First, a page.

John Butler Yeats was born in the parish of Tullylish, County Down, Ireland, on March 16, 1939. He attended Trinity College, Dublin, where he graduated in 1862. In 1867 he ended his career as a barrister to pursue his life-long interest in drawing at Heatherley's Art School in London. Yeats went on to become a talented and well-known, albeit moderately successful, portrait painter, primarily of Irish writers and prominent people in the theater.
          Yeats was also the father of four artistic children, including the poet W. B. [William Butler] Yeats, and the painter and illustrator Jack [John] Butler Yeats.

          In December, 1907, Yeats accompanied his eldest daughter, Susan Mary [Lily] Yeats, to an embroidery exhibit in New York City for what was intended as a short visit. However, Yeats remained there for the following 14 years and never returned to Dublin. He took up residence at a boarding house run by the Petitpas sisters at 317 West 29th Street, and participated in the literary and art communities of the city. In New York, Yeats continued to paint portraits and sketch for commissions, as well as for friends and himself. He also wrote several essays on subjects that included art, Irish issues, and women, and was a public speaker at venues in the eastern United States. Within his circle of artistic friends in New York, Yeats was known as an exceptional conversationalist. During this time he nurtured friendships with Martha Fletcher Bellinger, the writer Van Wyck Brooks, Mary Tower Lapsley Caughey, the miniature painter Eulabee Dix [Becker], the painter John Sloan and his wife, Dolly, Ann Squire, the lawyer and art patron John Quinn, and several others. Yeats maintained contact with his family in Europe and friends in America through extensive correspondence.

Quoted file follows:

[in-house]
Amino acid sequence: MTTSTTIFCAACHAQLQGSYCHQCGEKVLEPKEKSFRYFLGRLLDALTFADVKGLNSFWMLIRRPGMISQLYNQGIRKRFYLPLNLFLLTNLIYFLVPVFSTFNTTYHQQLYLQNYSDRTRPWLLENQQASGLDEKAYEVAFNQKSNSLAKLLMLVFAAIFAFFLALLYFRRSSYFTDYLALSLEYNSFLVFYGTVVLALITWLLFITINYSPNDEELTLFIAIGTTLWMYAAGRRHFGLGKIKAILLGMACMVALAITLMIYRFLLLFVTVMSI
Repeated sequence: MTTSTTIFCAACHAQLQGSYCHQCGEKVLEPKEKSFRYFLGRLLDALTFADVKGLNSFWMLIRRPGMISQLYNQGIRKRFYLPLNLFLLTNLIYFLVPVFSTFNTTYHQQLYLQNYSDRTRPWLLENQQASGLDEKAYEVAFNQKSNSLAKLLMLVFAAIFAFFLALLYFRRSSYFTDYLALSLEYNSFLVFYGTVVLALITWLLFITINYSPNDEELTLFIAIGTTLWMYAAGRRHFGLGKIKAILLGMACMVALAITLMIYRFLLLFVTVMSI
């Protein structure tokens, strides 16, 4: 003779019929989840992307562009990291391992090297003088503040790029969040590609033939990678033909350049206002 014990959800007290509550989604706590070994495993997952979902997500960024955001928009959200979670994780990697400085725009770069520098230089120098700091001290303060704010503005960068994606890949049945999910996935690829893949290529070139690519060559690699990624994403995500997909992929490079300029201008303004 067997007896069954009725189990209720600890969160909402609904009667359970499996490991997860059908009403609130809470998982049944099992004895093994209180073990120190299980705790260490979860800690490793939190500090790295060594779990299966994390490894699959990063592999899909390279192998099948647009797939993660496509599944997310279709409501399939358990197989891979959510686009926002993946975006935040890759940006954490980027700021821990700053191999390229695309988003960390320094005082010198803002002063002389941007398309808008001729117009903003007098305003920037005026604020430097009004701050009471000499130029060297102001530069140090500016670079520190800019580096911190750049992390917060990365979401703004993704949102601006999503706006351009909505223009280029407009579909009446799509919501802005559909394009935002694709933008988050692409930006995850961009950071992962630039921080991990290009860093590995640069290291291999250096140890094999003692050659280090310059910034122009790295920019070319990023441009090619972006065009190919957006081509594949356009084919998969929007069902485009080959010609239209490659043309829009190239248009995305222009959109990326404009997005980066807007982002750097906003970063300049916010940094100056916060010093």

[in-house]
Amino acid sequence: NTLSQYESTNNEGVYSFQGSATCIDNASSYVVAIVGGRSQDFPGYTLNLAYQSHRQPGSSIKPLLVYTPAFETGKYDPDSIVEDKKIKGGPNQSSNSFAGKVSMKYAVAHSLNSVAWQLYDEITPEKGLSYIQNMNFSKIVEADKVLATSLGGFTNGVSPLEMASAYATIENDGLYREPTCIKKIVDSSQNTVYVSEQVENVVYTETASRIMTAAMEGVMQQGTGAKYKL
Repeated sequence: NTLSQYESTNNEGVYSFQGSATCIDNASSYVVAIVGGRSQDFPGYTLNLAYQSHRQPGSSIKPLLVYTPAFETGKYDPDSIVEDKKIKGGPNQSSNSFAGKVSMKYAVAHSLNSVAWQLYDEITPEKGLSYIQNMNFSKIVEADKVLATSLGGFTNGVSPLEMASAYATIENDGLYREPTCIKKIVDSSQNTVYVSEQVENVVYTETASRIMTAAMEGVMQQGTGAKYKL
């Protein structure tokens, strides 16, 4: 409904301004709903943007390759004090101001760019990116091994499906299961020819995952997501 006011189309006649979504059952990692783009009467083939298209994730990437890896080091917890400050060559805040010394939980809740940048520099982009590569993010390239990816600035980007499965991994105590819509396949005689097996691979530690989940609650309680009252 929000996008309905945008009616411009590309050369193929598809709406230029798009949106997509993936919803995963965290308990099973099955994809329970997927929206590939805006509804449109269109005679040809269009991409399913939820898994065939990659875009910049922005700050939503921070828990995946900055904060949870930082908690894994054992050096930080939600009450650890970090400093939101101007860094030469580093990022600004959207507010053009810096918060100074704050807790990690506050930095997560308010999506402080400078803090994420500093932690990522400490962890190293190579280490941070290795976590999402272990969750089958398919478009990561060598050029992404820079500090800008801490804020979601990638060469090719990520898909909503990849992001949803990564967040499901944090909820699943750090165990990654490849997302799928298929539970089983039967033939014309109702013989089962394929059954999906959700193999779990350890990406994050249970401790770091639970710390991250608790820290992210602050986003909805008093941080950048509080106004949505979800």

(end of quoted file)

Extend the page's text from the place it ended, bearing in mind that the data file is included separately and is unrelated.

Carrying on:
On February 3, 1922, Yeats died, leaving behind an unfinished self-portrait, commissioned by Quinn, that he had been working on for 11 years. He is buried in Chestertown, New York, near Lake George in the Adirondacks.

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          • #6
            'Yeats at Petitpas'

            The Petitpas sisters also maintained a French restaurant on the ground floor of 317 W 29th; in warm weather there was outdoor dining in the garden behind the building. The restaurant was later taken over by their brother, and judging from ads in the NY Times, the Petitpas restaurant continued to operate until the early 1950s, when 317 and 319 West 29th Street were renovated and joined into their current configuration.

            In 1910, John Sloan painted a group portrait of a literary evening at 317 West 29th Street: 'Yeats at Petitpas'; depicted, left to right, are Van Wyck Brooks, literary critic, John Butler Yeats, Alan Seeger, poet (best known for I Have a Rendezvous with Death), Dolly Sloan (John Sloan's wife), Celestine Petitpas, proprietor of the boarding house, R.W. Sneddon, playwright, Mrs. Charles Johnston, wife of a friend of the Yeats family, Eulabee Dix, painter, Frederick A. King, literary editor of the Literary Digest, and John Sloan himself, in a self-portrait:

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            • #7
              Re: Vigilant Hotel...0n 8th Ave nr 28th

              Some great history here; thanks everyone!

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              • #8
                Re: Vigilant Hotel...0n 8th Ave nr 28th

                that hotel has brought a lot of creepy people into the area but i am seeing less of them lately.

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                • #9
                  Re: Vigilant Hotel...0n 8th Ave nr 28th

                  Never noticed. Must read more on Years. Had an elderly acquaintance who met Yeats. She died last year at 97.